I’ve been thinking a lot lately about anger and forgiveness, love and selfishness, holding grudges and letting go. For several years, but in the past several months in particular, I have been trying to figure out how to deal with it when some people are doing wrong toward others that I love (and to a lesser degree toward me). I’ve tried to be the peacemaker, I’ve tried to talk sense and reason, I’ve tried to simply be kind and hope that things will get better. Lately I’ve been feeling like it has all been for nothing.
And I’ve been pissed. Oh man, I’ve had some serious righteous anger going on over here. Roiling, gut-wrenching, at-times-preventing-me-from-sleep anger. I loathe the feeling of impotent rage – when someone is doing something so obviously, hurtfully, terribly wrong, and there’s nothing I can do about it. And I’m not going to go into detail in this post about what the others’ hurtful behaviors have been, because this post isn’t really about them. It’s about me and how I am trying to figure out how to respond to it.
So here I sit. Struggling with my own glaring imperfections that make it difficult for me to let go of anger, and I think about how I want to be. A few years ago, I probably would have just let myself stew in this sense of righteousness. I probably would have been mad and stayed mad and liked it, in a miserable sort of way.
But now I know that I don’t want to be that way. I don’t want it for myself, and I don’t want to set a bad example for my kids.
So every time I get to thinking angry thoughts about being hurt and having my loved ones hurt, I try to turn my thoughts toward forgiveness and love. Usually I fail pretty miserably, but I keep trying. And here’s why:
When I’m focused on being angry at someone else for being selfish and mean and unforgiving and hurtful, I’m not remembering the grace and mercy of God. Instead, I need to focus on what Jesus taught us about how to treat others. He said to forgive “seventy times seven times,” to “turn the other cheek,” to “love your neighbor as yourself.”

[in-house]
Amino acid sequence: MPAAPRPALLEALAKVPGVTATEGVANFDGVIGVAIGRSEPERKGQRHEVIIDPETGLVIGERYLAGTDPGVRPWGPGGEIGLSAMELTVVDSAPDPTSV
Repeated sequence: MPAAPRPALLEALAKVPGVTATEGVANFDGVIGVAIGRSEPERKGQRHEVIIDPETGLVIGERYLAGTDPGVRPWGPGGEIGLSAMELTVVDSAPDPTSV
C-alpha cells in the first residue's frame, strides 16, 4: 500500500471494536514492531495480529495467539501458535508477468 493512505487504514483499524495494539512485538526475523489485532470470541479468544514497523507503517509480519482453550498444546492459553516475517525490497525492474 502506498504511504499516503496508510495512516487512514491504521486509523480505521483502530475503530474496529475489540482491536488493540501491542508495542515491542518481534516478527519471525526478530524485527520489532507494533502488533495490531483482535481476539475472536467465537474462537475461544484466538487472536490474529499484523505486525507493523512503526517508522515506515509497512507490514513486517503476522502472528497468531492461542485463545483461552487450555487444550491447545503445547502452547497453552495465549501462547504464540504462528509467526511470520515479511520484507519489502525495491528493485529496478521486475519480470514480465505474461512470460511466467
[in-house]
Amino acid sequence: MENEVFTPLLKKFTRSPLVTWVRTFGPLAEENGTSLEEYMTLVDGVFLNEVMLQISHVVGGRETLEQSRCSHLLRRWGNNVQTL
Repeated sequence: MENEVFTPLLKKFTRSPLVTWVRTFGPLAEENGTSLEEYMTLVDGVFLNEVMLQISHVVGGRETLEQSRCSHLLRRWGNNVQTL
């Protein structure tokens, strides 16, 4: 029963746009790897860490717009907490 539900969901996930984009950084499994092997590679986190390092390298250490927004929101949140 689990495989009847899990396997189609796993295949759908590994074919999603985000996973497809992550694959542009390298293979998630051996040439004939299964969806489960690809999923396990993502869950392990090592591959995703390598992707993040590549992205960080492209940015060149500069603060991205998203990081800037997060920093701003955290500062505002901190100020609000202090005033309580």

He also said, “Pick up your cross and follow me.” This is one of my crosses to bear. And as such, if I let it be, it’s a way for me to grow, and become more faithful, more loving, more forgiving.
And really, part of the reason I’m writing this is to remind myself of these things. Because it’s so easy to forget, and to go right back to relishing that angry voice in my head, to thinking, “how dare they?” and rehearsing would-be conversations in my head in which I really tell them off.
So I’m trying. At least a few times a day I’m reminding myself to be forgiving, to work on feeling love toward others, even when they have hurt me. I’m offering up my frustration and sorrow. I’m going to confession and admitting my anger. I’m praying for those who are doing wrong, who are hurting me and my loved ones, and for all of us to find it in our hearts to be forgiving.
And I’m doing all of this very, very imperfectly and with a lot of struggle. I wish it was easy for me. But then it wouldn’t be such an opportunity for change and growth.